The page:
Potatoes aren’t actually grown from seeds. Even though some potato plants will grow small berries that look a lot like tomatoes (please don’t eat these, they are very toxic!) you actual use a potato to grow other potatoes!

At a garden center you can buy ‘seed potatoes’ these are no different to potatoes you grow in your garden, or buy at the grocer. The only difference is that seed potatoes are certified to not be carrying specific diseases.

So, this means that you can actually plant any potato. In fact you may find that even your potato peelings/scraps will sometimes grow!

To ensure a nice strong, productive potato plant, it is best to chit (or spout) your potatoes before planting them.

This is actually very easy to do. All you need is a tray lined with paper that your potatoes can sit on without touching each other. Lay your spuds on the tray and place the tray in a cool dark place for 3-4 weeks.

The potatoes should have started to sprout in this time. If you are short on seed potatoes, you can cut bigger sprouted potatoes in half, or even in quarters before planting them out.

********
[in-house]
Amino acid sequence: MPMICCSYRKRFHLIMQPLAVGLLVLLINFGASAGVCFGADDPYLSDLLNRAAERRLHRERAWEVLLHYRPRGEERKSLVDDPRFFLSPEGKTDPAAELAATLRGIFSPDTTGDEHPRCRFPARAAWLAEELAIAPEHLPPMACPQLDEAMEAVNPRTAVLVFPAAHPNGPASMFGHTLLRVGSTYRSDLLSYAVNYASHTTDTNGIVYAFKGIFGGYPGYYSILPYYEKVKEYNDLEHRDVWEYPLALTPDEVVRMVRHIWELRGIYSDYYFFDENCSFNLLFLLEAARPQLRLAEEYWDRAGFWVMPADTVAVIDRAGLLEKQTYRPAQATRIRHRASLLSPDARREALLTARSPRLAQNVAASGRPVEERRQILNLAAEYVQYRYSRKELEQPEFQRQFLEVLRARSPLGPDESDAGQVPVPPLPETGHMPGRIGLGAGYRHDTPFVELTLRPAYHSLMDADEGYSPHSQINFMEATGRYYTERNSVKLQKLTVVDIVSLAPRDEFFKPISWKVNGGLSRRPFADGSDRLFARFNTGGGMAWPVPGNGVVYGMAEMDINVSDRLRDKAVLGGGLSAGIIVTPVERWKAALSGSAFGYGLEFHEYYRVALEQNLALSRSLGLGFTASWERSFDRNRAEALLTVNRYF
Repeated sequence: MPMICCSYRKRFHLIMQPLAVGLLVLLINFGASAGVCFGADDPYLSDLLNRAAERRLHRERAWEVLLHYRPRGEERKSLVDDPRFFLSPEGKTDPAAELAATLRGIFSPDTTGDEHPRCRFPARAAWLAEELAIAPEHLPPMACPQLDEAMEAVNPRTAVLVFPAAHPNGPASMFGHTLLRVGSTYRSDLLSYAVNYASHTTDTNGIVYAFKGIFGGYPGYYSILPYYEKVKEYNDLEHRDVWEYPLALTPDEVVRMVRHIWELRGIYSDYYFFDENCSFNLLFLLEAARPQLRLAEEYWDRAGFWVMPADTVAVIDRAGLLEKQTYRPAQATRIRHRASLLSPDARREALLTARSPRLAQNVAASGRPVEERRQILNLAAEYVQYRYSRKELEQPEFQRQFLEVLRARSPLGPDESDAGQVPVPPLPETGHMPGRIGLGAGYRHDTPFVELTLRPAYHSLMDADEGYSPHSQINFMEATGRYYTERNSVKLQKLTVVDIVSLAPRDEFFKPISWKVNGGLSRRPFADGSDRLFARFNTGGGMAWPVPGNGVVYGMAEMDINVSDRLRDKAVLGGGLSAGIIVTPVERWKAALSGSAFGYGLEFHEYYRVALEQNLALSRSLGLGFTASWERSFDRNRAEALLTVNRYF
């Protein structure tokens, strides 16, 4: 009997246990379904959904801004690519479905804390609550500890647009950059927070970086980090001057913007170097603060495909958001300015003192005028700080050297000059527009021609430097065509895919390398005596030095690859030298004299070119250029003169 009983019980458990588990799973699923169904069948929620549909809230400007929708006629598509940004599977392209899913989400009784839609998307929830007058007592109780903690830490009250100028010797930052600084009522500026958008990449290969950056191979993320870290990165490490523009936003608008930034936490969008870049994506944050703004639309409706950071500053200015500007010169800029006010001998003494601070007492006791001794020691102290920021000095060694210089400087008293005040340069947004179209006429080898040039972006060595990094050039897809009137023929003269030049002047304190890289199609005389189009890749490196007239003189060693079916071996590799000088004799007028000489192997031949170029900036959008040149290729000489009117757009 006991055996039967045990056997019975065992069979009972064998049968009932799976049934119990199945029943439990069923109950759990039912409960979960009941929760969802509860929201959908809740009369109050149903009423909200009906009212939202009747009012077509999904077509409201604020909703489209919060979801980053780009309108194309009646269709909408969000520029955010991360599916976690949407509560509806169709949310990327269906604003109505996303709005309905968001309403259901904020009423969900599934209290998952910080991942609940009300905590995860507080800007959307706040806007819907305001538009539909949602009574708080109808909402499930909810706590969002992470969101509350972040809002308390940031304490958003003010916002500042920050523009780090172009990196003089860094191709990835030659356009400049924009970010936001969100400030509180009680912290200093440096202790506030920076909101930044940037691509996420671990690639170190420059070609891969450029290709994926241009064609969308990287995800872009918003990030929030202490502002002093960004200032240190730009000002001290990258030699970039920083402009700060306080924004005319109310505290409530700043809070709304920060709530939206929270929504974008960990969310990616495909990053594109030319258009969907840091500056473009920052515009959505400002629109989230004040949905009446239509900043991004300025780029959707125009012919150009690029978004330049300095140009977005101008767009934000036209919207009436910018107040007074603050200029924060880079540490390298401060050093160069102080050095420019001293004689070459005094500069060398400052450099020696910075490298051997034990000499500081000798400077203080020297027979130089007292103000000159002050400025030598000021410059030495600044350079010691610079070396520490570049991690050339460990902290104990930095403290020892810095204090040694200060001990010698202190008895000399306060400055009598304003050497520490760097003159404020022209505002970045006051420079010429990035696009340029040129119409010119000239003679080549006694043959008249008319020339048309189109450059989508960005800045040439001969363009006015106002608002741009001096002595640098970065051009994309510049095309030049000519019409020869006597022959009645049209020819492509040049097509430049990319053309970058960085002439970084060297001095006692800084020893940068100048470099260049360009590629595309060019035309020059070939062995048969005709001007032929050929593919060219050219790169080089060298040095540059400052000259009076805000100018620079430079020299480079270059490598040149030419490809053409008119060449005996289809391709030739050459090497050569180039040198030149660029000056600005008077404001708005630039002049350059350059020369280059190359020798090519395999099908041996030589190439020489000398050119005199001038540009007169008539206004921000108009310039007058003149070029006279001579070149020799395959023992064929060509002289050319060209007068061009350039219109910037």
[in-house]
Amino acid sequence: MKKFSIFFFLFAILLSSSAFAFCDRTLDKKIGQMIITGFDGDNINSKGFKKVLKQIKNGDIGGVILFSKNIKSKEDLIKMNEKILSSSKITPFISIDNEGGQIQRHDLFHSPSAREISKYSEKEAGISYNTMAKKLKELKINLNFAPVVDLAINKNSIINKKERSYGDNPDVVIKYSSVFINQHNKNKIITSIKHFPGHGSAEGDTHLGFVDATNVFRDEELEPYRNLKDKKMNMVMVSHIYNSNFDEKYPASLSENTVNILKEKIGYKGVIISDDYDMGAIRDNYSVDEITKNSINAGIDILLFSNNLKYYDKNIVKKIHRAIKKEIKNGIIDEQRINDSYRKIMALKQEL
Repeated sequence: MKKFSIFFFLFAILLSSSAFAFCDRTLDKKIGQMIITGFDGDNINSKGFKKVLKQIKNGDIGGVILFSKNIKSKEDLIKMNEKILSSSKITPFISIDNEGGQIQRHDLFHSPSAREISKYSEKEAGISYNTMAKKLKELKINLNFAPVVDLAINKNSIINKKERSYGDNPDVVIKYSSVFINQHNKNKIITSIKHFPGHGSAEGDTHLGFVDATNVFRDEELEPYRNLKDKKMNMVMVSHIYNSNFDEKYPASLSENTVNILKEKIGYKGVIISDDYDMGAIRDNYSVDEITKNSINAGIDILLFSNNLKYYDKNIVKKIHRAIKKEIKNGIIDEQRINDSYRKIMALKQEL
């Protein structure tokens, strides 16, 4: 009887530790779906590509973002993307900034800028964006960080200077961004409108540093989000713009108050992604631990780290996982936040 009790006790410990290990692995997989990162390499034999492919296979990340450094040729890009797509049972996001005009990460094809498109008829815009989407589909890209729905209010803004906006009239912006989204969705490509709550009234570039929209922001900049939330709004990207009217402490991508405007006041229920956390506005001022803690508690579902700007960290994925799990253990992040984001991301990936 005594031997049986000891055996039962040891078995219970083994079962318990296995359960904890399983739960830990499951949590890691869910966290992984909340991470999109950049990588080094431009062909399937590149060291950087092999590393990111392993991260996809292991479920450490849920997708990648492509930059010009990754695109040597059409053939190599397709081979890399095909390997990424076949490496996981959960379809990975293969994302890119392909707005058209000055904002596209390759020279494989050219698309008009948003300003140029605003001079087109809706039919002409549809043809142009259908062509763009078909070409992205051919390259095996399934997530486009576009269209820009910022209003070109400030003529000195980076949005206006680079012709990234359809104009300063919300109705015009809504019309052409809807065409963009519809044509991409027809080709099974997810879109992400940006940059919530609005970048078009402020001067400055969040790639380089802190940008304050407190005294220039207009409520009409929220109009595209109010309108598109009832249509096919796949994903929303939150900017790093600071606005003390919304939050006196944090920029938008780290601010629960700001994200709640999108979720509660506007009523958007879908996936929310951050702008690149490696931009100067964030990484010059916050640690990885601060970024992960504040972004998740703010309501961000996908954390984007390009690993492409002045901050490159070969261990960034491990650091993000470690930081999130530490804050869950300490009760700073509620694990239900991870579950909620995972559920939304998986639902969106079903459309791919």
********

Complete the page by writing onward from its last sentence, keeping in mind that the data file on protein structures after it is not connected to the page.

You do need to make sure that each piece has at least one ‘eye’ or sprout on it.

Once the sprouts are 1-4 inches long they are ready to plant out in the garden, pots, containers or a tyre stack.

How do you grow your potatoes? Let me know in the comments below!

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Growing potatoes in pots, a beginners guide to growing your own potatoes. You can grow spuds in pots, containers or tyres with great results. Find out how today! #piwakawakavalley #potatoes #vegeteablegarden

Dana is a homesteading, homeschooling mama to 3, based in the south of New Zealand.

She is a Certified Ketogenic Living Coach, and natural wellness expert, as well as a Registered Nurse, with post grad training in mothers and babies. She has struggled with infertility and PCOS and conceived all 3 babies naturally.

Dana is passionate about natural health and gentle parenting. With a background in well child / baby nursing she loves sharing what she knows with mamas, mamas-to-be and mama-want-to-be’s.

She enjoys getting out in the garden, or just sitting at the beach in the sun. Dana also blogs about fertility and pregnancy at naturalearthymama.com, coaches people through Simplyketogeniclife.com and creates meal plans for earthlarder.com